Television news refers to the practice of disseminating current events via the medium of television. News Bulletins are programmes lasting from seconds to hours that provide updates on world, national, regional or local news events. Television channels may provide news bulletins as part of a regular program that is aired daily or more often at standard times. Less often, television shows may be interrupted or replaced by "news flashes" to provide news updates on current events of great importance or sudden events of great importance.

A newscast typically consists of the coverage of various news events and other information, either produced locally by a radio or television station newsroom, or by a broadcast network. It may also include such additional material as sports coverage, weather forecasts, traffic reports, commentary and other material that the broadcaster feels is relevant to their audience.

In some parts of the world there are 'rolling news' TV channels that broadcast news 24 hours a day.

Television news consists of several different elements, introduced by a news presenter or presenters. The presenters read 'links' and do interviews.

Most news stories come in the form of short 'packages'. These are pre-recorded reports usually lasting from one to five minutes. News reporters gather and edit together interview clips, pictures and their own 'pieces to camera' to tell a story. They script and record a 'voice-over' to explain the pictures and link the elements together.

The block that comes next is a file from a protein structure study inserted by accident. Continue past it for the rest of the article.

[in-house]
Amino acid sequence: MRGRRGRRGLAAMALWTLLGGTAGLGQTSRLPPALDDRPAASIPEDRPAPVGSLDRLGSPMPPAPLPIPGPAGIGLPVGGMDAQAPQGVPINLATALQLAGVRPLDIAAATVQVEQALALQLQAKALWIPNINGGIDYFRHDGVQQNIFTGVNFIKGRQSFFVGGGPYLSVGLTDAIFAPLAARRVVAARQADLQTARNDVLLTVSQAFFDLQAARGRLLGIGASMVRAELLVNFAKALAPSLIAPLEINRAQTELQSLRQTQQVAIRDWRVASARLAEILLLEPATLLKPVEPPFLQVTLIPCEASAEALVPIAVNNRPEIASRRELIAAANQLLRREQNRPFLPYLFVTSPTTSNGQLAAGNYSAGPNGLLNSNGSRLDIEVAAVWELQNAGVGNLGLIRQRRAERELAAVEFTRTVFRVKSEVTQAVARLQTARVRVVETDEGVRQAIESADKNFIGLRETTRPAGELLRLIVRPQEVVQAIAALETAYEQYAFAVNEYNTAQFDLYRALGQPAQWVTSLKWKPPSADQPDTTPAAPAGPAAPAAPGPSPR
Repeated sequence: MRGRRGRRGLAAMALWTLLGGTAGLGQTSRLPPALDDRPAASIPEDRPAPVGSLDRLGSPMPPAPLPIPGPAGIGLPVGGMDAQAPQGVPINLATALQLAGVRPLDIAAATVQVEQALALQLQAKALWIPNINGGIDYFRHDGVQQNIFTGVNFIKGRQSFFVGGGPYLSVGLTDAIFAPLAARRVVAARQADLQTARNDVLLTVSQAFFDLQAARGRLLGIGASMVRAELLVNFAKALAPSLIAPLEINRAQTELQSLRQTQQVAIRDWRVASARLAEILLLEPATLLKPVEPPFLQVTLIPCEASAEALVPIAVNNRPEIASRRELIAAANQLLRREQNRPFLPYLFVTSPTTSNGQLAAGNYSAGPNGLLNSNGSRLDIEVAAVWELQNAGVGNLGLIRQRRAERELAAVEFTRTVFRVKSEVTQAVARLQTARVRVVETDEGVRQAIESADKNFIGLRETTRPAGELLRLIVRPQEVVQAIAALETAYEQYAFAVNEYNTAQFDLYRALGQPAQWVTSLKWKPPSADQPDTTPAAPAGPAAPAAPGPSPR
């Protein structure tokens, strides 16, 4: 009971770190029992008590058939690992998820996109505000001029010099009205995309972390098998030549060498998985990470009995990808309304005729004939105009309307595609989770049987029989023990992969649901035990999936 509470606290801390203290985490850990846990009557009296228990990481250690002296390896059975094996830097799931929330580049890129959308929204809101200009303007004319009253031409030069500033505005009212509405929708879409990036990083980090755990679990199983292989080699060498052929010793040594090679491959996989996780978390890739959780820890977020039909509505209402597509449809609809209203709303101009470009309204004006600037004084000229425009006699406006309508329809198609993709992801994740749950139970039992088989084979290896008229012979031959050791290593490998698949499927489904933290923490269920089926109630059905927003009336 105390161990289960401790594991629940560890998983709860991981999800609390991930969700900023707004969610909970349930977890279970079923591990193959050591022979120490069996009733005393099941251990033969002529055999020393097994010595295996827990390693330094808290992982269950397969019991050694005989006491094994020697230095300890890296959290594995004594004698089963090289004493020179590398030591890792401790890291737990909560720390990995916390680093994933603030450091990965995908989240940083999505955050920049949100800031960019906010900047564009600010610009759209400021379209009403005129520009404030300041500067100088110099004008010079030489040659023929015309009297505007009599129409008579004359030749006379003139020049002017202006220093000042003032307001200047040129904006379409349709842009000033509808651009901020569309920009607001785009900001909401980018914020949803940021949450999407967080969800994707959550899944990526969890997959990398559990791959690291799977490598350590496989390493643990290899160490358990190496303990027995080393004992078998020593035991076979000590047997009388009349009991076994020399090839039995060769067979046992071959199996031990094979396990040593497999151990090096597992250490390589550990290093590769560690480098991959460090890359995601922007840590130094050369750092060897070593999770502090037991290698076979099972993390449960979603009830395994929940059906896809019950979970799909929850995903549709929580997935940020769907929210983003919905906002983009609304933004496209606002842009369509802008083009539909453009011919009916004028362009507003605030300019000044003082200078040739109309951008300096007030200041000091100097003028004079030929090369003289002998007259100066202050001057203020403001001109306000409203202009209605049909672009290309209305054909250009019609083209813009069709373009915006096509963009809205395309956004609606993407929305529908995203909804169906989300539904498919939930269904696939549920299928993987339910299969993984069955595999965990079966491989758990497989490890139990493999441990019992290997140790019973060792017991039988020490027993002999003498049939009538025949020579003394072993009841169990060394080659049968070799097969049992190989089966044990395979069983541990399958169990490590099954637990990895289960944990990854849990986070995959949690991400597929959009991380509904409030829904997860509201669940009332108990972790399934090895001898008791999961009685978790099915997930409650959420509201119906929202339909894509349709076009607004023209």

Some stories are done as live reports. This can be a reporter on the scene of a story either being interviewed by a studio presenter (sometimes known as a 'two-way'), a reporter interviewing one or more other people, or simply live pictures and sound of an event. The sound and pictures are sent back to the TV station via fixed cable links, bounced off a satellite from a vehicle carrying a satellite dish (a 'sat truck'), or sent through microwave radio transmissions from a vehicle carrying a microwave transmitter. With the growth of "rolling news" channels the use of live material has increased enormously and TV reporters are now often judged as much on their ability to perform live in front of a camera as on their package-making or writing skills.

TV news programs are put together by producers, who decide what goes in and what gets left out, and how long and in what form each story is presented. They put together 'running orders' - a list of the stories in what they decide is the right order.

A separate news editor is often responsible for co-ordinating the gathering of material.

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